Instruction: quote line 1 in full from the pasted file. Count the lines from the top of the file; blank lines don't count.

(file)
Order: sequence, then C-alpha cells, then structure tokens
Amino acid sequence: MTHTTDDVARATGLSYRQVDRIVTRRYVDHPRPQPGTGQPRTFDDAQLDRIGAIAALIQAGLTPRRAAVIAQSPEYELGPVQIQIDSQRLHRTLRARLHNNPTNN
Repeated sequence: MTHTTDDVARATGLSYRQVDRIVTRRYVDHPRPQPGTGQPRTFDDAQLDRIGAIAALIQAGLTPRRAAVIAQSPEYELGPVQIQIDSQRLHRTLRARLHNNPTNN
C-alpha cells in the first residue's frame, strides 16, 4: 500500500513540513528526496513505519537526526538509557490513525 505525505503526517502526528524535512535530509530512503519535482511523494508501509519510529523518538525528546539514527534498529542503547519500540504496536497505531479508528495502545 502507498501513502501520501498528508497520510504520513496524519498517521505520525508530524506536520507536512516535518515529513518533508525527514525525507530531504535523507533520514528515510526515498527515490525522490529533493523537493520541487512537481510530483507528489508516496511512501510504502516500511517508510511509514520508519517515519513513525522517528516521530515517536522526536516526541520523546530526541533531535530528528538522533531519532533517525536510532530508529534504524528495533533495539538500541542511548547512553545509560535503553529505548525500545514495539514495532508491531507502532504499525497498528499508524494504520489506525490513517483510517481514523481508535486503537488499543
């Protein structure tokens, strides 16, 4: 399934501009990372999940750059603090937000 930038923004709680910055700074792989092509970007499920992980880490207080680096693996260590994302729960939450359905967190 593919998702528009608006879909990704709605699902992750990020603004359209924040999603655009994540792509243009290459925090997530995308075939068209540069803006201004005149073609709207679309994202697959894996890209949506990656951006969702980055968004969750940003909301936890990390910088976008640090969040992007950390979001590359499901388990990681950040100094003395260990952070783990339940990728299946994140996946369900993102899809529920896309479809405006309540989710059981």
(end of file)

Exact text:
Order: sequence, then C-alpha cells, then structure tokens